Matthew Vaughn’s follow-up to the unexpected hit, “Kingsman: The Secret Service” delivers on action and spectacle but lacks the surprise element that made the original so fresh.

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Though a controversial scene, when Colin Firth walked into a church of hateful preachers and mowed them down in a blaze of comic book violence, you felt like you were watching something truly original. Matthew Vaughn had delivered on his promise of bringing a sense of tongue in cheek humour to the spy genre. It was delightfully anarchic to see both Colin Firth play against type, and have a lead in someone like Taron Egerton, a fresh faced young actor in his debut film role.

The strengths of the first film have all been duly noted, and with the sequel it’s a case of taking what people loved the first time around, ramping them up and throwing them at the film with the hope that it can all stick together. Hence the return of Colin Firth (it’s not a spoiler if he’s on the poster), who was definitively shot in the head  last film, but hey head shots might as well be head colds in the Kingsman universe.

Though the reasons for this are solid and not entirely unwelcome, it does unfortunately rob the following action of its previous sense of jeopardy. Undeniably the Kingsman team have great chemistry so keeping Taron Egerton, Colin Firth and Mark Strong together is never an awful idea, but unfortunately much of their screentime is sidelined by an introduction of a string of A-list American actors and a certain mega pop-star.

It’s not an exaggeration to say that Elton John’s contribution to the plot is just as major as Channing Tatum’s, Jeff Bridges’ or Halle Berry’s, which is just as ridiculous as it sounds. Many of the big actors feel as if they’ve popped in for an afternoon or two of filming, and therefore are largely absent from huge chunks of the narrative. Though it’s great for promotional purposes, as far as the actual film is concerned it left me rather clueless at certain character’s inclusions. Elton John’s very extended cameo works well at the beginning, but contrary to the general consensus, to me the joke wore thin fairly quickly.

Two new characters that actually made an impression were Julianne Moore’s villainous Poppy, who while perhaps over-doing it slightly stood as a solid big bad, and Pedro Pascal’s lassoo wielding Whiskey, who livened up every action scene he was in. The action in the film is well done, with a great sense of fun and energy that if you can get past the CGI is unashamedly fun to watch unfold.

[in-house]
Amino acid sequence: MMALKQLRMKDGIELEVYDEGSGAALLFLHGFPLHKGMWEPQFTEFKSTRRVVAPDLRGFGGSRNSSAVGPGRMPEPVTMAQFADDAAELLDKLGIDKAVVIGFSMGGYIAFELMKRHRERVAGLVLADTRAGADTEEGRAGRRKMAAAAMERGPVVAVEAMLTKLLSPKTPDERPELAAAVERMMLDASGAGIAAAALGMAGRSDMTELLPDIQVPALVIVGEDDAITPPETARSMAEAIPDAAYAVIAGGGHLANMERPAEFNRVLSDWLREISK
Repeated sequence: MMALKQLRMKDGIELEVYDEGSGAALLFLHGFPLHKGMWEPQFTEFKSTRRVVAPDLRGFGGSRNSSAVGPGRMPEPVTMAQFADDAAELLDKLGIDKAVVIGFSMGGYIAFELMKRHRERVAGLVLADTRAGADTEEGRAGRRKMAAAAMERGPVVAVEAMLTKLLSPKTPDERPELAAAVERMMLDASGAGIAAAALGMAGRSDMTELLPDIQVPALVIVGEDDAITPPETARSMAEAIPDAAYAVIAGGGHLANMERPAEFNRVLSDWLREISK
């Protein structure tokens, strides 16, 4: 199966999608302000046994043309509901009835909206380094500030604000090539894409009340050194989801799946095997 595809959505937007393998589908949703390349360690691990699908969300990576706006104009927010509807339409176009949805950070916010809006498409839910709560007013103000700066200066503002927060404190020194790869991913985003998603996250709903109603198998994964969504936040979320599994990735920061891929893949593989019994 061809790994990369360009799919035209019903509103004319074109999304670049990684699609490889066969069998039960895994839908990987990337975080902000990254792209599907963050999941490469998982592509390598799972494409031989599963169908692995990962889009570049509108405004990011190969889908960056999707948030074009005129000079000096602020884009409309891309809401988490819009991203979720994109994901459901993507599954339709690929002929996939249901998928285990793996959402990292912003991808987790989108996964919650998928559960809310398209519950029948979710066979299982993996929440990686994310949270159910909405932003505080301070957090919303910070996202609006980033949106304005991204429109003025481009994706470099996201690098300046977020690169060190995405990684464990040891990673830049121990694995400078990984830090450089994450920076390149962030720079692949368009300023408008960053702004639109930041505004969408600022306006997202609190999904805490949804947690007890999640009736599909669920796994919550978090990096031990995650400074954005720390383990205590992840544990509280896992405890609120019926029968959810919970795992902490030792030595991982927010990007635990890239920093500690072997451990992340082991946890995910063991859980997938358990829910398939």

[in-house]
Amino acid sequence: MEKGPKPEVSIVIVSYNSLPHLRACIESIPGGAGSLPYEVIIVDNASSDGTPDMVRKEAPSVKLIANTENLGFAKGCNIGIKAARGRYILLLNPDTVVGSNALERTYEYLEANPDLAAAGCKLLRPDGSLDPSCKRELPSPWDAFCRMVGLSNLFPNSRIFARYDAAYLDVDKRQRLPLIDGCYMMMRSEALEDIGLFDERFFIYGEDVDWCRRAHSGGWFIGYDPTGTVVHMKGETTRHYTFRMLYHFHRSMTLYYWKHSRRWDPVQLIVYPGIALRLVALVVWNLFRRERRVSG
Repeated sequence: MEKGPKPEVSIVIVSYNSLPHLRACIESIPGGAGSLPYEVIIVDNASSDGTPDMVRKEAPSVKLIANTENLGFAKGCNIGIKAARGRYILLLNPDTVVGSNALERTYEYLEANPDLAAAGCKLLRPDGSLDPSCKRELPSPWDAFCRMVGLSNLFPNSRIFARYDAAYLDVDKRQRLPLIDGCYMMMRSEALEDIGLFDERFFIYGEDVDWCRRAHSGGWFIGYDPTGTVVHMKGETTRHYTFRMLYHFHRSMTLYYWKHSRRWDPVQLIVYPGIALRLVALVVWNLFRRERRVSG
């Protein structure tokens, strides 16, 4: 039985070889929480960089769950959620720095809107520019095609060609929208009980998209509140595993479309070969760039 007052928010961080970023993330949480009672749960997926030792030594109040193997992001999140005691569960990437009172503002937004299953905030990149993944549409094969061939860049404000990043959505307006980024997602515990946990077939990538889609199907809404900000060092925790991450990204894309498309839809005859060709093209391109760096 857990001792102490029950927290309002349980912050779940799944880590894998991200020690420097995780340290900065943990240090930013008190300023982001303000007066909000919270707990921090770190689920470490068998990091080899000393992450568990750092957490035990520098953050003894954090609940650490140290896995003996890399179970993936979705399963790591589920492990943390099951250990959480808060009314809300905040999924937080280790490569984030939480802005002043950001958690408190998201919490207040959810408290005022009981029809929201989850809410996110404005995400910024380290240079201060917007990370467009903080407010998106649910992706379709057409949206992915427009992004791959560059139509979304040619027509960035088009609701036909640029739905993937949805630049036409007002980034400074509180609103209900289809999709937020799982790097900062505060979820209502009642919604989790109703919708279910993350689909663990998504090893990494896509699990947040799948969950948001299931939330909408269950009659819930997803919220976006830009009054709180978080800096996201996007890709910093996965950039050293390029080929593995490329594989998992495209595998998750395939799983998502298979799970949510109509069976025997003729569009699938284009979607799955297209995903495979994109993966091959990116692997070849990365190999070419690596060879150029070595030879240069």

Narratively the film jumps all over the place. There’s too much going on, lots of heavy-handed exposition, and the middle of the film sags under detours down plot strands that slow the momentum of the film. One of these is a notorious undercover mission at a music festival that sees Eggsy having to get very close to an enemy agent to place a tracking device. Like the last film’s poorly judged anal sex gag, this is already proving divisive with viewers. All I’ll say is that it delivers on shock value, although a certain degree of uncomfortableness is certainly felt.

The film has a decent stab at providing emotional heft to bring some depth to all the crazy going ons. I admired the sentiment, though felt much of it was buried underneath the other goings on. A certain big character moment near the film’s end is presented as a big emotional punch, but feels just an ounce underbaked. That being said, the music of John Denver certainly helps.

Overall the film is too long and too undisciplined to reach the heights of the first Kingsman, but I really loved the first one so I found things to love here. If there’s a third film, it’s really down to the writers to get their act together.





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